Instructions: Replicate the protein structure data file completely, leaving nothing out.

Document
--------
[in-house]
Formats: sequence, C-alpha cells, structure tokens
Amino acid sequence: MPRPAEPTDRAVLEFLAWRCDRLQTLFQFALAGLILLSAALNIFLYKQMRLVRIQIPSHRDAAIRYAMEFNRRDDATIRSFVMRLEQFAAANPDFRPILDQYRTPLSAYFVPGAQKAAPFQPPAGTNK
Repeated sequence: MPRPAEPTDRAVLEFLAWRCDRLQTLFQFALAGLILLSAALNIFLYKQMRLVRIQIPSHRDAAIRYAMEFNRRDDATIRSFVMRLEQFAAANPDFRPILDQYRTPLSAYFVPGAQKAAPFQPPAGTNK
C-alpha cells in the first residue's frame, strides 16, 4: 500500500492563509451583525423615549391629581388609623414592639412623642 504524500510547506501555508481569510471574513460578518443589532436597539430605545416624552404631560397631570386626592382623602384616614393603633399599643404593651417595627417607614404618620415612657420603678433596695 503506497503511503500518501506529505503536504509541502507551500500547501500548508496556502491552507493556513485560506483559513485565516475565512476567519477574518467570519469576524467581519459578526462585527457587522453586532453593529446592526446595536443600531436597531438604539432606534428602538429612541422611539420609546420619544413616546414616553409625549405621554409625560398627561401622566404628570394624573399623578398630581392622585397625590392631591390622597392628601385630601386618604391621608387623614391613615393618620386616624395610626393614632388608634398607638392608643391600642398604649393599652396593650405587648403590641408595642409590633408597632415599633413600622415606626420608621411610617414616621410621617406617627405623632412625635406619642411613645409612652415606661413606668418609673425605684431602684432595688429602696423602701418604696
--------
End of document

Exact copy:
[in-house]
Formats: sequence, C-alpha cells, structure tokens
Amino acid sequence: MPRPAEPTDRAVLEFLAWRCDRLQTLFQFALAGLILLSAALNIFLYKQMRLVRIQIPSHRDAAIRYAMEFNRRDDATIRSFVMRLEQFAAANPDFRPILDQYRTPLSAYFVPGAQKAAPFQPPAGTNK
Repeated sequence: MPRPAEPTDRAVLEFLAWRCDRLQTLFQFALAGLILLSAALNIFLYKQMRLVRIQIPSHRDAAIRYAMEFNRRDDATIRSFVMRLEQFAAANPDFRPILDQYRTPLSAYFVPGAQKAAPFQPPAGTNK
C-alpha cells in the first residue's frame, strides 16, 4: 500500500492563509451583525423615549391629581388609623414592639412623642 504524500510547506501555508481569510471574513460578518443589532436597539430605545416624552404631560397631570386626592382623602384616614393603633399599643404593651417595627417607614404618620415612657420603678433596695 503506497503511503500518501506529505503536504509541502507551500500547501500548508496556502491552507493556513485560506483559513485565516475565512476567519477574518467570519469576524467581519459578526462585527457587522453586532453593529446592526446595536443600531436597531438604539432606534428602538429612541422611539420609546420619544413616546414616553409625549405621554409625560398627561401622566404628570394624573399623578398630581392622585397625590392631591390622597392628601385630601386618604391621608387623614391613615393618620386616624395610626393614632388608634398607638392608643391600642398604649393599652396593650405587648403590641408595642409590633408597632415599633413600622415606626420608621411610617414616621410621617406617627405623632412625635406619642411613645409612652415606661413606668418609673425605684431602684432595688429602696423602701418604696